While some relevant documents are available online, the majority of records are held by the Ministry of Defence.
How to look for records of... Women’s Royal Air Force personnel
How can I view the records covered in this guide?
How many are online?
This is a brief guide to researching records of the Women’s Royal Air Force, also known as the Women’s Auxiliary Air Force.
What do I need to know before I start?
Try to find out:
- the name and rank of the person
- a date range to help focus the search
Airwomen’s service records (1914–1918)
The Women’s Royal Air Force was formed in 1918, though records of its predecessors go back to 1914. Search the Women’s Royal Air Force service records (AIR 80) for a person who served as an airwoman.
No First World War service records for Women’s Royal Air Force officers are known to survive.
Records available only at The National Archives in Kew
Selected medical records of the Women’s Royal Air Force (1919)
Consult MH 106/1497 for the admission and discharge register of 4th Stationary Hospital, April to September 1919, listing women of the Women’s Royal Air Force.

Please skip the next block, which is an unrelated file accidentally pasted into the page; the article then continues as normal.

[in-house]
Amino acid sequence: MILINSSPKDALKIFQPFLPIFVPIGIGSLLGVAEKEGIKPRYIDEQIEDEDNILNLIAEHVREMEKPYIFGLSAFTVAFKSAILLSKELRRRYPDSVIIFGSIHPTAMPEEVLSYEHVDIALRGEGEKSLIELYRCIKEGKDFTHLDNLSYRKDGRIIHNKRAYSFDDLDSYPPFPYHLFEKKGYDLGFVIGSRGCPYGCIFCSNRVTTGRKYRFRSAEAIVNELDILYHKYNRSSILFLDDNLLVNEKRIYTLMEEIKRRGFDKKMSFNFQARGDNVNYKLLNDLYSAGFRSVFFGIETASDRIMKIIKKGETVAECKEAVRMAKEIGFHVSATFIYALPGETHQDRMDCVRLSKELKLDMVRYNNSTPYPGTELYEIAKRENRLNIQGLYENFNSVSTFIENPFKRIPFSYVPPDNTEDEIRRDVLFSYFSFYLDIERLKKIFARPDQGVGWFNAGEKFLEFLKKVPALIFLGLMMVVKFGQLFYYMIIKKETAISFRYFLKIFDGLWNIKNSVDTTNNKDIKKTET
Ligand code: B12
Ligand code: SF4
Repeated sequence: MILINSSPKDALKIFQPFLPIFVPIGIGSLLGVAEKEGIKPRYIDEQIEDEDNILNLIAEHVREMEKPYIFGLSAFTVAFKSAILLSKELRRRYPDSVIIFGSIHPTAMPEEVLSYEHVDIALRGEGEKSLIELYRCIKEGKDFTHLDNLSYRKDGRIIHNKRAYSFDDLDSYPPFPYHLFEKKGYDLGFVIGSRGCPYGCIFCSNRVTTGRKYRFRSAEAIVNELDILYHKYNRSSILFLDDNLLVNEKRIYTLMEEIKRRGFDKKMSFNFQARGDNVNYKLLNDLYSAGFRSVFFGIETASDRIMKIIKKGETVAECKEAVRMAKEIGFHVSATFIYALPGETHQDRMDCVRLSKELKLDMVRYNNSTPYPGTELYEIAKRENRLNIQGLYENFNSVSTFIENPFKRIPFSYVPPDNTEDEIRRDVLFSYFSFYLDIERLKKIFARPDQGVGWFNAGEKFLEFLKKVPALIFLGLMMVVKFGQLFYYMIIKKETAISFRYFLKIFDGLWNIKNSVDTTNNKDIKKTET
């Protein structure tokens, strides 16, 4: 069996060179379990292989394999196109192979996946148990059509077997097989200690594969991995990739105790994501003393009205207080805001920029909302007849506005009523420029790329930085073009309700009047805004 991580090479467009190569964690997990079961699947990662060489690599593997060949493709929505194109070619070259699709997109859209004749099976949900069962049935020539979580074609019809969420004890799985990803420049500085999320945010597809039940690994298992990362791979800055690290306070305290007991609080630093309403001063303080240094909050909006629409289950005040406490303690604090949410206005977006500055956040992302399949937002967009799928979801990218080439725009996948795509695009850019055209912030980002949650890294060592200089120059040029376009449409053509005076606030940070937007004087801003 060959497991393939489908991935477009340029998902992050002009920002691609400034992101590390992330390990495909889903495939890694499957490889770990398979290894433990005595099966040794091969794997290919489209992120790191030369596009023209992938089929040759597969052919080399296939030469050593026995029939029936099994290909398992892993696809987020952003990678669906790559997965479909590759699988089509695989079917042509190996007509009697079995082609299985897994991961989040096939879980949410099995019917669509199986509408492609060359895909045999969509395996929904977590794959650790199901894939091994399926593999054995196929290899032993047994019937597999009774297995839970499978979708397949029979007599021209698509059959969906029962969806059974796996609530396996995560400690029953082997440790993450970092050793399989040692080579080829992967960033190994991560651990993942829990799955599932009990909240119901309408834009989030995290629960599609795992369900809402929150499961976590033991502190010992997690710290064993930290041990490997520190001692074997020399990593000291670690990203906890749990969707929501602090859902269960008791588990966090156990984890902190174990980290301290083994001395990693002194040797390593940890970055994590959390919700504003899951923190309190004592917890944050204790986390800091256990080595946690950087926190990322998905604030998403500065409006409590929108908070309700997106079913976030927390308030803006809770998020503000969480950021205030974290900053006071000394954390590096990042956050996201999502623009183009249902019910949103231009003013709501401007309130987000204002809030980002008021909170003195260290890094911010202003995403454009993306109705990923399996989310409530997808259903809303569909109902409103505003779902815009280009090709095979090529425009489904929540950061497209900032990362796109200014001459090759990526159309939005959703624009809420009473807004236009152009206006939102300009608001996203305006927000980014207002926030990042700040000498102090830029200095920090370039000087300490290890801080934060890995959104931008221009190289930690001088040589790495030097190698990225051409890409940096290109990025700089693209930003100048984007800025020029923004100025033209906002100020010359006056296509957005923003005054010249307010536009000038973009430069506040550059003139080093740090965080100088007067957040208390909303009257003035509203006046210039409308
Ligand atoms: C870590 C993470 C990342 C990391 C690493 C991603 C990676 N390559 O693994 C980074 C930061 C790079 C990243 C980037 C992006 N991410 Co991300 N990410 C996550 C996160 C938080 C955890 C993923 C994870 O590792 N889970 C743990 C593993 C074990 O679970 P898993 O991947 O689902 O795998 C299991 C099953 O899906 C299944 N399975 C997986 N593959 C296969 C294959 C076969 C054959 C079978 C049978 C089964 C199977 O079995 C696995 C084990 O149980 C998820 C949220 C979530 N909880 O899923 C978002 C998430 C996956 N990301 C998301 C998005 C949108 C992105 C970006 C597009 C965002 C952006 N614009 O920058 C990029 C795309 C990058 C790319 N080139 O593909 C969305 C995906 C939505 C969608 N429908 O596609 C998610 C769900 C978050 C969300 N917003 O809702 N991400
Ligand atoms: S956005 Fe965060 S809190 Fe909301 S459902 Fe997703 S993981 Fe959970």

MH 106 contains a representative sample of medical records of servicemen and servicewomen and is not complete. Search MH 106 admission and discharge registers by name or regimental number on FindmyPast in the collection British Armed Forces, First World War Soldiers’ Medical Records.
Records in other archives and organisations
Service records (1939–present)
The Women’s Royal Air Force was disbanded in 1920 and then reformed in 1939 as the Women’s Auxiliary Air Force. It reverted to its original name in 1949, and finally merged with the Royal Air Force in 1994.
Visit the GOV.UK website for information about how to request a summary of a service record from the Ministry of Defence. These are not available to members of the general public, but next of kin may request access to them.
Read the Royal Air Force museums’s history on the Women’s Royal Air Force for information on the service.
Some or all of the recommended publications below may be available to buy from The National Archives’ Bookshop. Alternatively, search The National Archives’ Library to see what is available to consult at Kew.
Read ‘Family history in the wars: Find how your ancestors served their country’, William Spencer (The National Archives, 2007).
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